While other types of contact lenses, think extended-wear ones like monthlies, may be slightly cheaper in comparison, you still have to buy disinfecting contact lens solution and saline solution. As you can see, contact lenses are relatively pricier than the average pair of eyeglasses.
Pros of Contact Lenses
There are a few noteworthy advantages of wearing contact lenses.
Many people prefer contact lenses because they don’t like — or aren’t used to — how they look with a pair of glasses on. Some also think contact lenses are less likely to clash with their outfits and accessories.
Some individuals wear contact lenses to change their eye color. Color contact lenses are available with and without prescription if that’s what you’re looking for.
With that said, non-prescription and prescription glasses also make for a fashion statement, which you’ll see later.
Doesn’t Interfere With Physical Activity
If you’re someone who’s sporty and tends to wear accessories for certain activities, like sunglasses for beach tanning or protective headgear for football, contact lenses may be a good choice over glasses.
With spectacles, you’ll have to take them off when you don sunglasses (unless you wear prescription sunglasses, which are available at Pair Eyewear). Also, it’s kind of hard to fit a helmet over eyeglasses.
In such cases, contact lenses may be less of a hassle.
One thing to note is that it isn’t wise to wear contact lenses when you swim. According to the Food and Drug Administration (FDA), water sources like swimming pools and lakes “can be a source of microorganisms that may cause serious eye infections.” Instead, it’s best to purchase prescription swimming goggles.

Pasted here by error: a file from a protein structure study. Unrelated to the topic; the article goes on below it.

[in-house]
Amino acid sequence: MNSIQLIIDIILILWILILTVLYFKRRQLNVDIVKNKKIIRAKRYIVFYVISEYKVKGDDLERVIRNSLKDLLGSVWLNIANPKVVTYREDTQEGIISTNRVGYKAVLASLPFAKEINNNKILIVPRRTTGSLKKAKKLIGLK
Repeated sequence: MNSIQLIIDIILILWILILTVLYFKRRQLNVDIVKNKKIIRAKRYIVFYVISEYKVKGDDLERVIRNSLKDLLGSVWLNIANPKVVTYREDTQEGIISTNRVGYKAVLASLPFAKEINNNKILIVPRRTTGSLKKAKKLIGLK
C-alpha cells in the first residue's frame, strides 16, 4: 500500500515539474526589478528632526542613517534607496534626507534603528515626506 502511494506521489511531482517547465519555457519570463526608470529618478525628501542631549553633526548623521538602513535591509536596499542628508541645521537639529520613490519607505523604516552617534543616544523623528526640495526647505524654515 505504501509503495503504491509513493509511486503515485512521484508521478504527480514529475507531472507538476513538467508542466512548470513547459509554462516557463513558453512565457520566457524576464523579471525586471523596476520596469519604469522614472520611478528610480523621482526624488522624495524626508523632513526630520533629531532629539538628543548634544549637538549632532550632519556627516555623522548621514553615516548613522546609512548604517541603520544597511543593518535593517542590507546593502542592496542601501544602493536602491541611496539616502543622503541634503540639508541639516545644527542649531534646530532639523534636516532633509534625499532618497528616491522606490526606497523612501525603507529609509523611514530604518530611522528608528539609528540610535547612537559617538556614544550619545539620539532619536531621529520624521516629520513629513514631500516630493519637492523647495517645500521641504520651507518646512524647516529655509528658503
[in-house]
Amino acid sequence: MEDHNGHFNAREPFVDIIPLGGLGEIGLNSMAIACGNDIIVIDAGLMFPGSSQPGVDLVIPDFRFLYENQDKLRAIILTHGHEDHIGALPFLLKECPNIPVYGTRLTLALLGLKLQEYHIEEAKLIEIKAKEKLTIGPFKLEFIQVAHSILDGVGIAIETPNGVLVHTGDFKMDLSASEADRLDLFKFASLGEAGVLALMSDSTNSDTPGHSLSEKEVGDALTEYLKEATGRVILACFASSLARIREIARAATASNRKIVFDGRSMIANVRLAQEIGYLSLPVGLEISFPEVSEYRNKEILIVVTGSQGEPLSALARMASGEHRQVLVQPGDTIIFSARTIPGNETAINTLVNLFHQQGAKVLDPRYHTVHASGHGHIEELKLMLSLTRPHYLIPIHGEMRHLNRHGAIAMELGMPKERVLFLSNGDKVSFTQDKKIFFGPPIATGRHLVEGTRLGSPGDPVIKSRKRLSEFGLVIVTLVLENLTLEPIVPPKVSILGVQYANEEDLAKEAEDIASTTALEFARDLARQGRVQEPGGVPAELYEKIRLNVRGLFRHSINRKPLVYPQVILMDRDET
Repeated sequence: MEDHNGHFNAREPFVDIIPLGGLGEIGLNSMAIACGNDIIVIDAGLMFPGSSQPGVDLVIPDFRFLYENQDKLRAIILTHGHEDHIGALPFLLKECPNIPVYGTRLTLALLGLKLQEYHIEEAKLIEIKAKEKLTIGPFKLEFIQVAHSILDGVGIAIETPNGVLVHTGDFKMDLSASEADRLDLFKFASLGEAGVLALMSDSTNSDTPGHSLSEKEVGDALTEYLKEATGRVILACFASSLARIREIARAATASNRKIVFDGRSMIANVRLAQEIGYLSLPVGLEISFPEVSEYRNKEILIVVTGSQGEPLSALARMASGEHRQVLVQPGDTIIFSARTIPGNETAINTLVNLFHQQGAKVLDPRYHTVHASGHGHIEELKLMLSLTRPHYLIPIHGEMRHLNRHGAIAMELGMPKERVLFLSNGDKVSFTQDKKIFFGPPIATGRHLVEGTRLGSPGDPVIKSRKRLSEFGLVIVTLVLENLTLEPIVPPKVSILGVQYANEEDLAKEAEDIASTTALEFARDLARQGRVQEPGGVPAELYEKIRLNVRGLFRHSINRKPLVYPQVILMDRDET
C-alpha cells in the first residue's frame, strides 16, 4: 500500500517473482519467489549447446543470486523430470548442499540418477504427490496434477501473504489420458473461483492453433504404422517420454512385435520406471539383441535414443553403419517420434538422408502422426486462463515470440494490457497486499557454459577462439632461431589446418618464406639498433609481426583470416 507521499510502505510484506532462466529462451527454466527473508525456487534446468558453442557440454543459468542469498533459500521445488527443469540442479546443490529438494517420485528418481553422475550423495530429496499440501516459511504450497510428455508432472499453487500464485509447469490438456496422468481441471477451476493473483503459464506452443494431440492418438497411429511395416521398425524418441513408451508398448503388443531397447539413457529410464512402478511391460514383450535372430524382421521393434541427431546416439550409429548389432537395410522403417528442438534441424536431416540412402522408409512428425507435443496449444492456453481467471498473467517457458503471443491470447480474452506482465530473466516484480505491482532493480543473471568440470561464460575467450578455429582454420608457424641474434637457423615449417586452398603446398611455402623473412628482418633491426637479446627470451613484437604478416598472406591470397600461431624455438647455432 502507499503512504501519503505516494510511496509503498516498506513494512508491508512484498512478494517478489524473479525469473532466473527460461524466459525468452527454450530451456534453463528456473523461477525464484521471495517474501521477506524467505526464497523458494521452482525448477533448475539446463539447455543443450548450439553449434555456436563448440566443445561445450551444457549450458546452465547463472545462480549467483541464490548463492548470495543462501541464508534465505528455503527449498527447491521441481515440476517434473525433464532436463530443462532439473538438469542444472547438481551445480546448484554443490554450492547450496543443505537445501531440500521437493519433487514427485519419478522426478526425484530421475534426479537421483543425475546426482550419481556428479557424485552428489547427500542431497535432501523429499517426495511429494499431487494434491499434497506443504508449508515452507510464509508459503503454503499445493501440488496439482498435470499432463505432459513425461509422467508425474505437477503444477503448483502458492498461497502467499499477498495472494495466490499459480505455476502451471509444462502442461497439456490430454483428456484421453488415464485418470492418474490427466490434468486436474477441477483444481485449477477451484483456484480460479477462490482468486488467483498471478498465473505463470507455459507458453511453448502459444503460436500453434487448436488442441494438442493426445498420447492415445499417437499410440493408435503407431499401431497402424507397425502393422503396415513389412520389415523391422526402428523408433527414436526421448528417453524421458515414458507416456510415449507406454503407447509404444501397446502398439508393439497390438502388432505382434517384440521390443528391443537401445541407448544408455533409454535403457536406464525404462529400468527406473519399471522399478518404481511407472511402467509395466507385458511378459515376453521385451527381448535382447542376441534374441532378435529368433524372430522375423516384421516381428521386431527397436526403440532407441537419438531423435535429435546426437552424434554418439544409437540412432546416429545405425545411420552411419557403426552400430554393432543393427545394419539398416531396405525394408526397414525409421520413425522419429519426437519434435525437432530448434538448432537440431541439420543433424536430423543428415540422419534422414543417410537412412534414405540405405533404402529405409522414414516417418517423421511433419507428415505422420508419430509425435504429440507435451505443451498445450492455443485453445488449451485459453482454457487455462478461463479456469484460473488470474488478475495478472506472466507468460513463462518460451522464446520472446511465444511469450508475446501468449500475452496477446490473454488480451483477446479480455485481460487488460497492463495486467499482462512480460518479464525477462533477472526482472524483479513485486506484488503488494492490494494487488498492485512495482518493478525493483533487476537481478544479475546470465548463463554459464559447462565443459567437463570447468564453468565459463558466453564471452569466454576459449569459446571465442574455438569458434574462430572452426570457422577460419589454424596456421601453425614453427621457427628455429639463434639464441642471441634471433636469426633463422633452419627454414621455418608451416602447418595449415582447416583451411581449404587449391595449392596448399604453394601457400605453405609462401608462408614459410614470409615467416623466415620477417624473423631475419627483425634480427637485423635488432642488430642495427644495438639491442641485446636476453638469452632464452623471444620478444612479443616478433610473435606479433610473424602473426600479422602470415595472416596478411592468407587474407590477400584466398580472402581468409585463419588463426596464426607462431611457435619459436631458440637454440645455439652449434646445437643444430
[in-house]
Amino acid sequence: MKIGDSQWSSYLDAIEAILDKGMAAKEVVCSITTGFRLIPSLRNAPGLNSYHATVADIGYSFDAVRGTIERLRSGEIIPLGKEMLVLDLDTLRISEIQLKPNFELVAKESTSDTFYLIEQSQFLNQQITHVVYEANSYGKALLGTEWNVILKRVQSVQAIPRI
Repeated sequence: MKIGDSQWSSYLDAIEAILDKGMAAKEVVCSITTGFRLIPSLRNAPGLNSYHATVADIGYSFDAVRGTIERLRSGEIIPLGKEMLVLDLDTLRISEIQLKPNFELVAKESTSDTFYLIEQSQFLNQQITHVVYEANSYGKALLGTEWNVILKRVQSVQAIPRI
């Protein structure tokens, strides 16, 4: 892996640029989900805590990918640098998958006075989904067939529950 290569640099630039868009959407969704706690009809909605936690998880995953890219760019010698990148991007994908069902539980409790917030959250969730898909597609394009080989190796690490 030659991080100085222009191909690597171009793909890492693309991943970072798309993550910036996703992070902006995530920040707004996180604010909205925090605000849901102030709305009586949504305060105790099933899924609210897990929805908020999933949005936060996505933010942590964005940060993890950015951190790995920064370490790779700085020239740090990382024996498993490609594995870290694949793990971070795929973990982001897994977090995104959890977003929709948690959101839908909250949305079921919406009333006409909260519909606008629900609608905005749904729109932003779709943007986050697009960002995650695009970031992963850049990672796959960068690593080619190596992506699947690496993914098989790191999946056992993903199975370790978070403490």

Different Vision Needs
Just like glasses lenses, there are different contact lenses to cater to various vision needs. They include:
Astigmatism (a form of refractive error featuring an imperfectly shaped cornea)
Presbyopia (age-related farsightedness)
Your optometrist or eye care professional may recommend different types of contact lenses, including:
Soft contact lenses: These soft, flexible lenses allow oxygen supply to the cornea. They’re more comfortable and easier to apply. They also come as disposable contact lenses.
Semi-hard contact lenses (rigid gas-permeable lenses): These lenses are hardier but not as flexible. They allow oxygen to pass through to the eyeball and are more resistant to build-up.
Cons of Eyeglasses
To make the debate for contacts vs. glasses a fair one, we’ll review the main downsides of the latter.
May Affect Peripheral Vision
Eyeglasses come with frames that may interfere with your peripheral vision. This may affect your field of vision during physical activities like golf and handball.
The distortion is usually more obvious with darker-toned frames, so one caveat would be to choose light, clear designs. For instance, our Base Frames come in Crystal Clear, Pink Clear, and Blue Clear to suit all genders and ages.
May Not Be Not Ideal for Physical Activities
It must be said that glasses aren’t always ideal for physical activities like baseball and hockey. It can be difficult to fit protective gear (like a helmet) over a pair of spectacles on your head. Also, glasses are prone to break in high-contact sports.
In such cases, it may be better to choose contact lenses or opt for prescriptive eyewear like prescription swimming goggles, depending on the sports you enjoy.
Pros of Eyeglasses